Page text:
Dana Gardner is president and principal analyst at Interarbor Solutions, which tracks trends, delivers forecasts and interprets the competitive landscape of enterprise applications and software infrastructure markets for clients. He also produces BriefingsDirect sponsored podcasts. Follow Dana Gardner on Twitter.Disclosure: VMware is a sponsor of BriefingsDirect podcasts.

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Linux Security Study Reveals When, How You Patch Matters

Computer security only happens when software is kept up to date. That should be a basic tenet for business users and IT departments.

Apparently, it isn’t. At least for some Linux users who ignore installing patches, critical or otherwise.

A recent survey sponsored by TuxCare, a vendor-neutral enterprise support system for commercial Linux, shows companies fail to protect themselves against cyberattacks even when patches exist.

Results reveal that some 55 percent of respondents had a cybersecurity incident because an available patch was not applied. In fact, once a critical or high priority vulnerability was found, 56 percent took five weeks to one year on average to patch the vulnerability.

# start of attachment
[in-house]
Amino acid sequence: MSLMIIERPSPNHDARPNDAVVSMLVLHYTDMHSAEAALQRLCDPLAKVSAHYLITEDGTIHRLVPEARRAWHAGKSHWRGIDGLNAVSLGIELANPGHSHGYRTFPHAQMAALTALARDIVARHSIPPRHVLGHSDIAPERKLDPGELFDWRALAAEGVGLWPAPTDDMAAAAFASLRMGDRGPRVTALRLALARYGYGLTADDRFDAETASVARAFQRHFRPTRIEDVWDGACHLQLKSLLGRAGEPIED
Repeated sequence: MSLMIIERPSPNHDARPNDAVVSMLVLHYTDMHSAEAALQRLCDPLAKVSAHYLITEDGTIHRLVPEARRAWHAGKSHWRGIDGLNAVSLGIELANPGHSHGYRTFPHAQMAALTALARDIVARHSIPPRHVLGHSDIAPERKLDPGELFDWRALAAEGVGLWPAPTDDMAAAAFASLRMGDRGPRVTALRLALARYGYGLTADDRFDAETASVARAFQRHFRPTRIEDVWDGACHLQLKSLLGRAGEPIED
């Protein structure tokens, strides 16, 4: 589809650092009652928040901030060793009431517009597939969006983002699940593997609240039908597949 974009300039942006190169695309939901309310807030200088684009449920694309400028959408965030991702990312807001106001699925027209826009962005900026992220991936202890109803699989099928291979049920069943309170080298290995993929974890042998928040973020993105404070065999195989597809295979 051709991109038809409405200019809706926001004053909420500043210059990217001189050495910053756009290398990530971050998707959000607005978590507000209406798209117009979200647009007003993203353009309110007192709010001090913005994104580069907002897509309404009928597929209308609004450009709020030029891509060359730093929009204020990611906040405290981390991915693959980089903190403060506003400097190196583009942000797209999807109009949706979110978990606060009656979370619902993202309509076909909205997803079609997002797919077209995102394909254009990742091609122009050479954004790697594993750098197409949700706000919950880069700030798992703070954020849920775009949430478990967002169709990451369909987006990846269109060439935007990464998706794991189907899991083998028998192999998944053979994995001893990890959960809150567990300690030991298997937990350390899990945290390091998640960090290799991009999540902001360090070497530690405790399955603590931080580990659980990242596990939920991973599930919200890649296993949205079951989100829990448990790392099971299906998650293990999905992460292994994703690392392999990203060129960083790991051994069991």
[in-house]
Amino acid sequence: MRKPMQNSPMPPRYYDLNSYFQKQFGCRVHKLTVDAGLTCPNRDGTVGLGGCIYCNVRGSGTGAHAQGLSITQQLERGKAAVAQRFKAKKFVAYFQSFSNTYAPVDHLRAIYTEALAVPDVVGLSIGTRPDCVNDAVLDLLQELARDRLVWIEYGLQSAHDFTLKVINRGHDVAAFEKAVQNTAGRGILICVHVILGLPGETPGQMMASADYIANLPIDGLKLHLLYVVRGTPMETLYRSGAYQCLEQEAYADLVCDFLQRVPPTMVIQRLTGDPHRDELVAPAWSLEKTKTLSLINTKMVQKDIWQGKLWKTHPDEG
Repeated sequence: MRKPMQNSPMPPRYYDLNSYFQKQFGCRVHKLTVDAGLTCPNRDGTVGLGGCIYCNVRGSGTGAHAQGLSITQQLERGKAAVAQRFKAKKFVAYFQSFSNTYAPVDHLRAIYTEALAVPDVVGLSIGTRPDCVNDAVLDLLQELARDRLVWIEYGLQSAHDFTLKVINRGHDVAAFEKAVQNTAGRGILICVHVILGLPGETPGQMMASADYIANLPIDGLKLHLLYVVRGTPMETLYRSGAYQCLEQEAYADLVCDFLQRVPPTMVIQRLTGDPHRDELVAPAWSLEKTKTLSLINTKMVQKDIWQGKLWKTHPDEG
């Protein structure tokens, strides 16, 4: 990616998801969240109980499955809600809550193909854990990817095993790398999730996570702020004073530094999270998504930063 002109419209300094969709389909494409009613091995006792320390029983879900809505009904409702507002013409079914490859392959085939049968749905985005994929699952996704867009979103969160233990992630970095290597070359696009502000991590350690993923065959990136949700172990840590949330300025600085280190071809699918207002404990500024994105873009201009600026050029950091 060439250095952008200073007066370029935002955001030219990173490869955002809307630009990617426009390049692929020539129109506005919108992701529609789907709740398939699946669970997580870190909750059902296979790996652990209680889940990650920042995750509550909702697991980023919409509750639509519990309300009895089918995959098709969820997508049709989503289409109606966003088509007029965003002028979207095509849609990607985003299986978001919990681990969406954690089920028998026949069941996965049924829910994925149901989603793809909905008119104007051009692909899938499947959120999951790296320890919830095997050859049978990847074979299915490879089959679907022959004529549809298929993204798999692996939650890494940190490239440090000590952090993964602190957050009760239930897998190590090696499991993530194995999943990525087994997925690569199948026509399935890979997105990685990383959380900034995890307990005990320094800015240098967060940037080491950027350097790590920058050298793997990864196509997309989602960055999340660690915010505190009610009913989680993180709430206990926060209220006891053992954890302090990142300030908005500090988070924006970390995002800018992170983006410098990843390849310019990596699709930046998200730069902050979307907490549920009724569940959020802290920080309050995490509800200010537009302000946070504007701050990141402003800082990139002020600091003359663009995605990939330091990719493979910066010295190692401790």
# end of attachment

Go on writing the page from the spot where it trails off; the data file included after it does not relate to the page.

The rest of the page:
The goal of the study was to understand how organizations are managing security and stability in the Linux suite of products. Sponsored by TuxCare, the Ponemon Institute in March surveyed 564 IT staffers and security practitioners in 16 different industries in the United States.

Data from respondents shows that companies take too long to patch security vulnerabilities, even when solutions already exist. Regardless of their inaction, many of the respondents noted that they felt a heavy burden from a wide range of cyberattacks.

This is a fixable issue, noted Igor Seletskiy, CEO and founder of TuxCare. It is not because the solution does not exist. Rather, it is because it is difficult for businesses to prioritize future problems.

“The people building the exploit kits have gotten really, really good. It used to be 30 days was best practice [for patching], and that is still an ideal best practice for a lot of regulations,” TuxCare President Jim Jackson, told LinuxInsider.

Main Takeaways

The survey results expose the misconception that the Linux operating system is not rigorous and foolproof without intervention. So unaware users often don’t even activate a firewall. Consequently, many of the pathways for intrusion result from vulnerabilities that can be fixed.